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5th September 2018, 09:05  #1  Link 
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A different approach to truncated sinc filters
AVIsynth's builtin sinc filter is designed to truncate at an integer number of taps. This leaves filter shapes that need to be "normalized" because their integrals don't equal 1. But has anyone looked into truncating the filter at xvalues that leave a filter shape with an integral of exactly 1?
So x = 0.61320733549 1.55775636508 2.53778369874 3.52784055722 and so on?
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5th September 2018, 10:50  #2  Link  
Formerly davidh*****
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Quote:
Sinc is an infinite filter. It will never add up to 1 in all finite cases. And it's not the integral you want to equal 1, it's the sum of the particular coefficients that get picked, and those depend on your sampling position. Quote:
Then again maybe I'm still blocked for daring to question your brilliance last time, so if anyone who isn't on the Naughty List wants to quote this... Last edited by wonkey_monkey; 5th September 2018 at 14:10. 

5th September 2018, 18:27  #3  Link  
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Quote:
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5th September 2018, 19:11  #4  Link 
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I'm a bit confused by your terminology and I'm not a DSP guru, but as far as I understand it, if you want a sinc filter where the coeffs sum to exactly 1, you pretty much want Lanczos, because that's pretty much what Lanczos is. Getting the coeffs to sum to exactly 1 in a real implementation (of any resizer) with all its pesky numerical precision issues requires dithering them though, and even then there might still be a small residual error. See for example zimg's take on it.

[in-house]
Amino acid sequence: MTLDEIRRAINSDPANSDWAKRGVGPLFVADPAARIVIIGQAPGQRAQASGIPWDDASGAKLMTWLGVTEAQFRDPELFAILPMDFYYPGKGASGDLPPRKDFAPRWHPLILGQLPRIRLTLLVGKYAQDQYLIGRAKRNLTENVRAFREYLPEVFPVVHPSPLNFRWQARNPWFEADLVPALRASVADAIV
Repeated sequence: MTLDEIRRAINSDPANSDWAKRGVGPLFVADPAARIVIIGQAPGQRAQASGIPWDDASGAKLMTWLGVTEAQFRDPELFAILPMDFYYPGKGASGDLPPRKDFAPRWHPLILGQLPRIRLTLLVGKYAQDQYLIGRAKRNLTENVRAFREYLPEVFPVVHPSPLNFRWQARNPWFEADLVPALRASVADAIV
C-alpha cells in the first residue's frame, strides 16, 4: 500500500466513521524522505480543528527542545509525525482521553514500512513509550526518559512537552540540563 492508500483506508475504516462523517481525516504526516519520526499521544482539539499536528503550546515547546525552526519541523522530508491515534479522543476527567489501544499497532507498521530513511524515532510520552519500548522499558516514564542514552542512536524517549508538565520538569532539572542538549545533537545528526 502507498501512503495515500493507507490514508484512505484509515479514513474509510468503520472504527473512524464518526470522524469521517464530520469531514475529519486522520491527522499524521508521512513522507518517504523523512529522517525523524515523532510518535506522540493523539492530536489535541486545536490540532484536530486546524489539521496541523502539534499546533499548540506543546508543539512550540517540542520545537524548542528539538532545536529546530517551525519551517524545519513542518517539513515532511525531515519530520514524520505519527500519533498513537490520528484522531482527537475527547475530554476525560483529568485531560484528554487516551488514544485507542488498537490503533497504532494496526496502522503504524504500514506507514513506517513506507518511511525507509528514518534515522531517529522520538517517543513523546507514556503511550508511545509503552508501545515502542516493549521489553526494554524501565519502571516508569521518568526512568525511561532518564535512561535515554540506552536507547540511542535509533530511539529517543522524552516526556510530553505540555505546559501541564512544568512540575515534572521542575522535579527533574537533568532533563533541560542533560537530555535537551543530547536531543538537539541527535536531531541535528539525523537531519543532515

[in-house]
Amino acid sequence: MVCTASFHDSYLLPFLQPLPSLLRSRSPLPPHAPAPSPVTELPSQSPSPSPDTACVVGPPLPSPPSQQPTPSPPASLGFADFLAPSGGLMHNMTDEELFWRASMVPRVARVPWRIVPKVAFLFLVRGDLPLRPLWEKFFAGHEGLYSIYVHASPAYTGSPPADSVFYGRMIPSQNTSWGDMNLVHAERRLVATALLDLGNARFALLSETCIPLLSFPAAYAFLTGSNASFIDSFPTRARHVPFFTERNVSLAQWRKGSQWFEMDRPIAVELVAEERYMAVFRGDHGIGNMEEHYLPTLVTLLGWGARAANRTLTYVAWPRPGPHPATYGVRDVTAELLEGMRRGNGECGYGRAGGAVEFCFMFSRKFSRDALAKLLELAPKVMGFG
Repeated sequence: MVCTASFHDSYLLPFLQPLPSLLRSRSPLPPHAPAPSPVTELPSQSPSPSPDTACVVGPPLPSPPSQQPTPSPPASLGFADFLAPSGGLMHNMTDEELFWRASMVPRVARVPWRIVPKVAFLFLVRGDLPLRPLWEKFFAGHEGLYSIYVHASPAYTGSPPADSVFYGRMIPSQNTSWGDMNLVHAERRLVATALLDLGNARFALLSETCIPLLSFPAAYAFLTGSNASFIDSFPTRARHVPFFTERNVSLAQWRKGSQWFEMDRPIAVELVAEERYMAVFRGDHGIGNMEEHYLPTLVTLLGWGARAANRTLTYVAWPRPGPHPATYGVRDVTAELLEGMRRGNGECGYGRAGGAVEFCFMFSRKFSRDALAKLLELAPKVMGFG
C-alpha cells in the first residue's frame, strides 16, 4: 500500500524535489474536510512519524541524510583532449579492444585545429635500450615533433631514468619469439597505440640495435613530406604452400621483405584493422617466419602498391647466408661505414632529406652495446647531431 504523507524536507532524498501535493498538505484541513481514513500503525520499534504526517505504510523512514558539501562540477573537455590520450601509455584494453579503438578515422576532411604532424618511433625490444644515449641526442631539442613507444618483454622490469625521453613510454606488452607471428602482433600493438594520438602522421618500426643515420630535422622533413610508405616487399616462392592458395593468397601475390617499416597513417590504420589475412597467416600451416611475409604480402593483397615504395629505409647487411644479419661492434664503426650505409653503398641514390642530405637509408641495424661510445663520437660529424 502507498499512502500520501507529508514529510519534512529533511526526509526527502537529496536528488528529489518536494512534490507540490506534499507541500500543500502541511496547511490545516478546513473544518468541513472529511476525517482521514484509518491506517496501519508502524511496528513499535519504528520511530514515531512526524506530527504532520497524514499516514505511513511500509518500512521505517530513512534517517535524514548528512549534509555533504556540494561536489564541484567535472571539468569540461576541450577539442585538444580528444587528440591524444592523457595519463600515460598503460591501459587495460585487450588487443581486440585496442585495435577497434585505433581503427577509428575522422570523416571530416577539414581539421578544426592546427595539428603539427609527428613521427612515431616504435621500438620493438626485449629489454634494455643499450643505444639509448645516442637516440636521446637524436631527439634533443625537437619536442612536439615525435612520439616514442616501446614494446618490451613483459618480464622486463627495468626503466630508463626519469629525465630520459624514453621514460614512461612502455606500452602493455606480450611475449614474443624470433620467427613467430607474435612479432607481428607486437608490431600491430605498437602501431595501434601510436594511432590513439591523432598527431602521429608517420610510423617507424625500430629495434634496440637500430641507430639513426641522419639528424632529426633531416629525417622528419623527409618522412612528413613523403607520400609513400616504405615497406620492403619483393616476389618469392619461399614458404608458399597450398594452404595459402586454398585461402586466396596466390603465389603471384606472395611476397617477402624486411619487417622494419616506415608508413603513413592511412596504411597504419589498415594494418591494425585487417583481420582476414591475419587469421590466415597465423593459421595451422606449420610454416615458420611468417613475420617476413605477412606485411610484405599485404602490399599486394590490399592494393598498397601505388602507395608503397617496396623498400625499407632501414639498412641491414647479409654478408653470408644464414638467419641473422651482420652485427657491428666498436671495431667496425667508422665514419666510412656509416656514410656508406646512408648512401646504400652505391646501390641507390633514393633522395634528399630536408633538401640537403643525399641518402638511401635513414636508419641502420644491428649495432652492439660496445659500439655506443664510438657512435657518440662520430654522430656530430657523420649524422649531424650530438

Last edited by TheFluff; 5th September 2018 at 19:15. 
5th September 2018, 20:01  #5  Link 
Formerly davidh*****
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If you must be condescending when someone does their best to answer your questions, you should really only do so when you know what you're talking about.
You don't. Furthermore, most of your "contributions" to this forum seem to consist of little more than insulting other members and spurning their advice, always given in good faith. You're dragging this forum down with your childishness and it's both pathetic and pitiful. Last edited by wonkey_monkey; 5th September 2018 at 20:08. 
5th September 2018, 21:15  #6  Link  
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Quote:
Quote:
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5th September 2018, 23:42  #7  Link  
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As davidhorman mentioned (see below for the record), if you want the coeffs for a sinc filter to sum to exactly 1 then you need an infinitely large filter kernel, so the question in the OP is nonsensical. If you want the coeffs to sum to exactly 1 then you can't just leave some of them out (which is what you do by only considering a fixed number of taps  the mathematically pure sinc filter has an infinite number of taps). So, as I said, the way you solve this is to use a window function because infinitely large filter kernels are obviously not practical, and the best way to do that windowing that anyone has come up with is Lanczos, and that's the only answer I can give you other than "you can't do that".
Quote:
Last edited by TheFluff; 5th September 2018 at 23:46. 

6th September 2018, 18:16  #8  Link 
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I didn't say anything about coeffs. I said the integral.
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8th September 2018, 23:52  #11  Link 
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Almost. It's C++. ^_^
There's no need to include standard input output unless you need to. It already includes a bunch of things needed for the calculations it has to do: Code:
#include <algorithm> #include <cfloat> #include <climits> #include <cmath> #include <cstddef> #include <cstdlib> #include <stdexcept> #include <vector> 
10th September 2018, 18:31  #12  Link 
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Just wondering if there's anything particularly magical about filter shapes with an integral of exactly 1, and if so, what the implications are for truncated (NOT windowed) sinc filters.
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